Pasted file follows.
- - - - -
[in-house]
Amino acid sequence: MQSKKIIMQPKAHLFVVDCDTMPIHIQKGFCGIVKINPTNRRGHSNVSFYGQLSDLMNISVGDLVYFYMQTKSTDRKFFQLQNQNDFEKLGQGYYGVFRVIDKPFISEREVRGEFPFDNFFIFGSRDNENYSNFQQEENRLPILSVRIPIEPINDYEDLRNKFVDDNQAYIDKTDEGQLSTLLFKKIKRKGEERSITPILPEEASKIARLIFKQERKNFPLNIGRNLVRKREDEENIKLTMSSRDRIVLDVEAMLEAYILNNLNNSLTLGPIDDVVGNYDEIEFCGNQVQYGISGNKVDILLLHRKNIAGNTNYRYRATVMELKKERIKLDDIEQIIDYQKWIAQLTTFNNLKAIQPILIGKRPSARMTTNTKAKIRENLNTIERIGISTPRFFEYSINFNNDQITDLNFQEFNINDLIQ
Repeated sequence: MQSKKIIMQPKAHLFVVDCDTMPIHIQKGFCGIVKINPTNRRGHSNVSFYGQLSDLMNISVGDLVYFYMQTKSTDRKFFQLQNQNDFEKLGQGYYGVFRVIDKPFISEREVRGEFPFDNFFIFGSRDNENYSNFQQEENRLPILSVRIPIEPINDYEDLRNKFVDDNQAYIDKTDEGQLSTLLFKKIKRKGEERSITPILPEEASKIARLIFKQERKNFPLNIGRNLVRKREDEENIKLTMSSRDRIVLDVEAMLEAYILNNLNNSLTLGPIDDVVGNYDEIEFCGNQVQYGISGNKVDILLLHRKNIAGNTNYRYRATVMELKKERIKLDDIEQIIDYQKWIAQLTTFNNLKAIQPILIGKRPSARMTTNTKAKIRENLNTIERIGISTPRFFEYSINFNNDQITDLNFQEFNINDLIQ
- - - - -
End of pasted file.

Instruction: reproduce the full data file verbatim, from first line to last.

[in-house]
Amino acid sequence: MQSKKIIMQPKAHLFVVDCDTMPIHIQKGFCGIVKINPTNRRGHSNVSFYGQLSDLMNISVGDLVYFYMQTKSTDRKFFQLQNQNDFEKLGQGYYGVFRVIDKPFISEREVRGEFPFDNFFIFGSRDNENYSNFQQEENRLPILSVRIPIEPINDYEDLRNKFVDDNQAYIDKTDEGQLSTLLFKKIKRKGEERSITPILPEEASKIARLIFKQERKNFPLNIGRNLVRKREDEENIKLTMSSRDRIVLDVEAMLEAYILNNLNNSLTLGPIDDVVGNYDEIEFCGNQVQYGISGNKVDILLLHRKNIAGNTNYRYRATVMELKKERIKLDDIEQIIDYQKWIAQLTTFNNLKAIQPILIGKRPSARMTTNTKAKIRENLNTIERIGISTPRFFEYSINFNNDQITDLNFQEFNINDLIQ
Repeated sequence: MQSKKIIMQPKAHLFVVDCDTMPIHIQKGFCGIVKINPTNRRGHSNVSFYGQLSDLMNISVGDLVYFYMQTKSTDRKFFQLQNQNDFEKLGQGYYGVFRVIDKPFISEREVRGEFPFDNFFIFGSRDNENYSNFQQEENRLPILSVRIPIEPINDYEDLRNKFVDDNQAYIDKTDEGQLSTLLFKKIKRKGEERSITPILPEEASKIARLIFKQERKNFPLNIGRNLVRKREDEENIKLTMSSRDRIVLDVEAMLEAYILNNLNNSLTLGPIDDVVGNYDEIEFCGNQVQYGISGNKVDILLLHRKNIAGNTNYRYRATVMELKKERIKLDDIEQIIDYQKWIAQLTTFNNLKAIQPILIGKRPSARMTTNTKAKIRENLNTIERIGISTPRFFEYSINFNNDQITDLNFQEFNINDLIQ